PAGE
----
professionals have on society.

Register to participate:

Email: library@learningtimes.net
Phone: +1 212.420.6052

There is still time for you to participate as a presenters

Call for Papers!

Present a paper, lead a text or voice discussion, or deliver a live online
workshop during LTLOC 2003. Proposals due June 30, 2003.


Conference Tracks:

1. Creative Solutions to Fiscal Realities
2003 has brought unprecedented levels of budget cuts, affecting every
category of library and public information institution. While we have always
been an easy target for reductions in funding, it is getting harder to "do
more with less". This track is a call to share your most creative solutions
to current financial realities.

2. Case Studies in Information Management: Using Information Strategically
How have you and your organization effectively repurposed information or the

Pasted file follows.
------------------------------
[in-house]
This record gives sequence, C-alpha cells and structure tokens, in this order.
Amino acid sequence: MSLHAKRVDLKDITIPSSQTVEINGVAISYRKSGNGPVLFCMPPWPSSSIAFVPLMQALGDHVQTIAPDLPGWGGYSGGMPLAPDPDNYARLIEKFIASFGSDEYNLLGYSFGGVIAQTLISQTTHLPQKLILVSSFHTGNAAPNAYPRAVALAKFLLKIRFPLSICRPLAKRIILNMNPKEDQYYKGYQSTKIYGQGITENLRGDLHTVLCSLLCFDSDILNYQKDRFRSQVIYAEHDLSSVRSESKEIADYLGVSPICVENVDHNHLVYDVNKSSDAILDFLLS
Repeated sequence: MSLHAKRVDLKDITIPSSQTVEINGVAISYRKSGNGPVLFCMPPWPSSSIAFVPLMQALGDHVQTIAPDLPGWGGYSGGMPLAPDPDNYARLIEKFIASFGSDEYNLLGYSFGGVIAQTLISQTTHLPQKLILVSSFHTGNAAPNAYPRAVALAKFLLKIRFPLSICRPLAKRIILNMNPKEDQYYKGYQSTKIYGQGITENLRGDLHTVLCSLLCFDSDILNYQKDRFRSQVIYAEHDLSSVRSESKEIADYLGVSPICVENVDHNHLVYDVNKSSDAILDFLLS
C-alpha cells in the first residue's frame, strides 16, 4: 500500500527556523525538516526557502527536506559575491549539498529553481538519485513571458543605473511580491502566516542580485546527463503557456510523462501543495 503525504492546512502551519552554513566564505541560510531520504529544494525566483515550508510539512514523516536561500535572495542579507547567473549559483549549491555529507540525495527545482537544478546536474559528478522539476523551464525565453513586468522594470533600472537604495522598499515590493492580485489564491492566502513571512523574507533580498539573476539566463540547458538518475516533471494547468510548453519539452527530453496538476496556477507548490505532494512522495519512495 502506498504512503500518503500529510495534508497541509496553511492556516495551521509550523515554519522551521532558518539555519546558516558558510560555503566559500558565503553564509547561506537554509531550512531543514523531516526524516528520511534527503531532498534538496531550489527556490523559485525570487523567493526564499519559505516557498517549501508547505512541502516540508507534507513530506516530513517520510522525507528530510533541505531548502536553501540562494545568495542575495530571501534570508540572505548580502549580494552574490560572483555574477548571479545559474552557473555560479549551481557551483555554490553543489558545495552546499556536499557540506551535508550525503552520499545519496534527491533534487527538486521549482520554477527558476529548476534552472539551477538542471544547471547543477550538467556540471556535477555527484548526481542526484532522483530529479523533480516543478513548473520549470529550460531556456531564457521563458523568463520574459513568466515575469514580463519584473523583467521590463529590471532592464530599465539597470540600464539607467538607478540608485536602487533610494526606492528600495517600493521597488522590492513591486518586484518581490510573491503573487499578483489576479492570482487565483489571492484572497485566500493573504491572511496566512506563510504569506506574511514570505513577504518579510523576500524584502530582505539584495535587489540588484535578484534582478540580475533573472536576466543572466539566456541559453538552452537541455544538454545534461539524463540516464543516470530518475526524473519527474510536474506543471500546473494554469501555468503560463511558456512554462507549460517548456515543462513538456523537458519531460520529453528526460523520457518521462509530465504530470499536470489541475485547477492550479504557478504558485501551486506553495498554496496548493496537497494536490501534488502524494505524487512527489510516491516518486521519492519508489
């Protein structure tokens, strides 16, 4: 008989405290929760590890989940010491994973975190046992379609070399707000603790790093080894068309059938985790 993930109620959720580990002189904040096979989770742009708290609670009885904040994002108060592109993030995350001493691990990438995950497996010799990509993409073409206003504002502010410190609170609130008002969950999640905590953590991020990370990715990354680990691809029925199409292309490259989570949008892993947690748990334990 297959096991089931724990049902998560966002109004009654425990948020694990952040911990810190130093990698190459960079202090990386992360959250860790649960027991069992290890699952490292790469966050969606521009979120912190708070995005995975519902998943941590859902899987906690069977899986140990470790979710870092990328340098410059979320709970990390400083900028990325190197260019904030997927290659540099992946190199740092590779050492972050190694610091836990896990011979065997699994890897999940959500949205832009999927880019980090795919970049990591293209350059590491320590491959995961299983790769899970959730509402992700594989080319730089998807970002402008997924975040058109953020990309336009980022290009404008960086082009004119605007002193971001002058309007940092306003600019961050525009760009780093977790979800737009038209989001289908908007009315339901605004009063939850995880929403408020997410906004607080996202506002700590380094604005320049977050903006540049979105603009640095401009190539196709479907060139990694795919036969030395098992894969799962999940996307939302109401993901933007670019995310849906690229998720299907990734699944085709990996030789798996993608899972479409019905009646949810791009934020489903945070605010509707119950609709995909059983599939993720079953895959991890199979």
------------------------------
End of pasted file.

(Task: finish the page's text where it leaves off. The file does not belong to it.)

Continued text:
presentation of information to support a new or improved service, community
or product? Your innovation may be based on work at a library, museum,
archive or historical society.

3. Librarians as Educators, Scholars and Program Directors
Describe your adventures when you've been asked to act in a role not in the
job description of a traditional information professional. This is a forum
to discuss a variety of management scenarios in day-to-day situations,
scholarly work, or issues in course or program development.

4. Standards and Guidelines
How has the evolution of education, technology and world events changed the
nature of standards and guidelines in library service? This track showcases
presentations and discussions on how these vital and expanding issues impact
the practice of librarianship today.

5. History and Philosophy of Information Centers
How did we get here? This track looks at the historical roles of libraries,
museums, archives and historical societies. Highlight your recent work, lead
a discussion on the role of information centers in society today, contrasted
with what they have meant in the past.

6. The Future as You See It
How would you like to see information service and librarianship evolve? Take
this unique opportunity to present your ideal project, service, technology
or idea.

Email: library@learningtimes.net
Phone: +1 212.420.6052

Too Much Information